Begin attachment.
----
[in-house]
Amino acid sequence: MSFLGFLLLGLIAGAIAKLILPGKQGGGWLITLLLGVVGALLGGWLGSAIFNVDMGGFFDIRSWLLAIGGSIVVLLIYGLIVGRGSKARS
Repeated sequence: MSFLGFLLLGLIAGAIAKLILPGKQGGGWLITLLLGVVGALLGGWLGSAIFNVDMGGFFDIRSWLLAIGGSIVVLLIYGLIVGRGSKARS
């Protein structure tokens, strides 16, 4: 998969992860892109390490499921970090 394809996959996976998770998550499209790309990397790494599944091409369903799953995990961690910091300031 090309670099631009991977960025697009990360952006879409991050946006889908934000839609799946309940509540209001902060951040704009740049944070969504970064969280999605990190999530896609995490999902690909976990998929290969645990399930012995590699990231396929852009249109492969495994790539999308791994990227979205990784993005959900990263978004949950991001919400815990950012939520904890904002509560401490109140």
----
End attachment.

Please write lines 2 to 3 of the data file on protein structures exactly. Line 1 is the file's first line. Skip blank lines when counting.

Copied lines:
Amino acid sequence: MSFLGFLLLGLIAGAIAKLILPGKQGGGWLITLLLGVVGALLGGWLGSAIFNVDMGGFFDIRSWLLAIGGSIVVLLIYGLIVGRGSKARS
Repeated sequence: MSFLGFLLLGLIAGAIAKLILPGKQGGGWLITLLLGVVGALLGGWLGSAIFNVDMGGFFDIRSWLLAIGGSIVVLLIYGLIVGRGSKARS